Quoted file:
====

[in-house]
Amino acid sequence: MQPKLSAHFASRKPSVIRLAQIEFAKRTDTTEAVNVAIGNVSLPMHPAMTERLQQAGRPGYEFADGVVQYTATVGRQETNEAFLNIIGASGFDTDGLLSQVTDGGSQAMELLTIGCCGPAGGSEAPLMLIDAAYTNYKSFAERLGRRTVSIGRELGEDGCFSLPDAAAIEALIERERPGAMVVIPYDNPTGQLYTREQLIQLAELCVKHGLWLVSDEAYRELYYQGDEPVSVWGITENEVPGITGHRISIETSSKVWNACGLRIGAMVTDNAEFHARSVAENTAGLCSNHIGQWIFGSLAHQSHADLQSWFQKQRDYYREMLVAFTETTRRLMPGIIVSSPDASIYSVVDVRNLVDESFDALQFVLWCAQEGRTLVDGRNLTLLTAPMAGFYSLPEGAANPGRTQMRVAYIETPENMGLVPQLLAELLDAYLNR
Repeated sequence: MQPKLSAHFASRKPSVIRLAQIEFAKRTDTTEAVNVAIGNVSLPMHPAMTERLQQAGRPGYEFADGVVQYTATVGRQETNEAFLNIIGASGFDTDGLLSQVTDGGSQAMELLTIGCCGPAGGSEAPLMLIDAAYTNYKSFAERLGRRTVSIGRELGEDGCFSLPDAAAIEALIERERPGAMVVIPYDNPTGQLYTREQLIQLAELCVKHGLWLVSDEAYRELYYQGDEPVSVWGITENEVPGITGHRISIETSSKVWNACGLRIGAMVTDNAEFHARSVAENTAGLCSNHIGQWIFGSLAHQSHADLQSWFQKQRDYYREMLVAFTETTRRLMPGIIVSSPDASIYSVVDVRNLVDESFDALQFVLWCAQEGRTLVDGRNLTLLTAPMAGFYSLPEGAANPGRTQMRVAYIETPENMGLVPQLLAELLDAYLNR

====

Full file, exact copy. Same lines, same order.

[in-house]
Amino acid sequence: MQPKLSAHFASRKPSVIRLAQIEFAKRTDTTEAVNVAIGNVSLPMHPAMTERLQQAGRPGYEFADGVVQYTATVGRQETNEAFLNIIGASGFDTDGLLSQVTDGGSQAMELLTIGCCGPAGGSEAPLMLIDAAYTNYKSFAERLGRRTVSIGRELGEDGCFSLPDAAAIEALIERERPGAMVVIPYDNPTGQLYTREQLIQLAELCVKHGLWLVSDEAYRELYYQGDEPVSVWGITENEVPGITGHRISIETSSKVWNACGLRIGAMVTDNAEFHARSVAENTAGLCSNHIGQWIFGSLAHQSHADLQSWFQKQRDYYREMLVAFTETTRRLMPGIIVSSPDASIYSVVDVRNLVDESFDALQFVLWCAQEGRTLVDGRNLTLLTAPMAGFYSLPEGAANPGRTQMRVAYIETPENMGLVPQLLAELLDAYLNR
Repeated sequence: MQPKLSAHFASRKPSVIRLAQIEFAKRTDTTEAVNVAIGNVSLPMHPAMTERLQQAGRPGYEFADGVVQYTATVGRQETNEAFLNIIGASGFDTDGLLSQVTDGGSQAMELLTIGCCGPAGGSEAPLMLIDAAYTNYKSFAERLGRRTVSIGRELGEDGCFSLPDAAAIEALIERERPGAMVVIPYDNPTGQLYTREQLIQLAELCVKHGLWLVSDEAYRELYYQGDEPVSVWGITENEVPGITGHRISIETSSKVWNACGLRIGAMVTDNAEFHARSVAENTAGLCSNHIGQWIFGSLAHQSHADLQSWFQKQRDYYREMLVAFTETTRRLMPGIIVSSPDASIYSVVDVRNLVDESFDALQFVLWCAQEGRTLVDGRNLTLLTAPMAGFYSLPEGAANPGRTQMRVAYIETPENMGLVPQLLAELLDAYLNR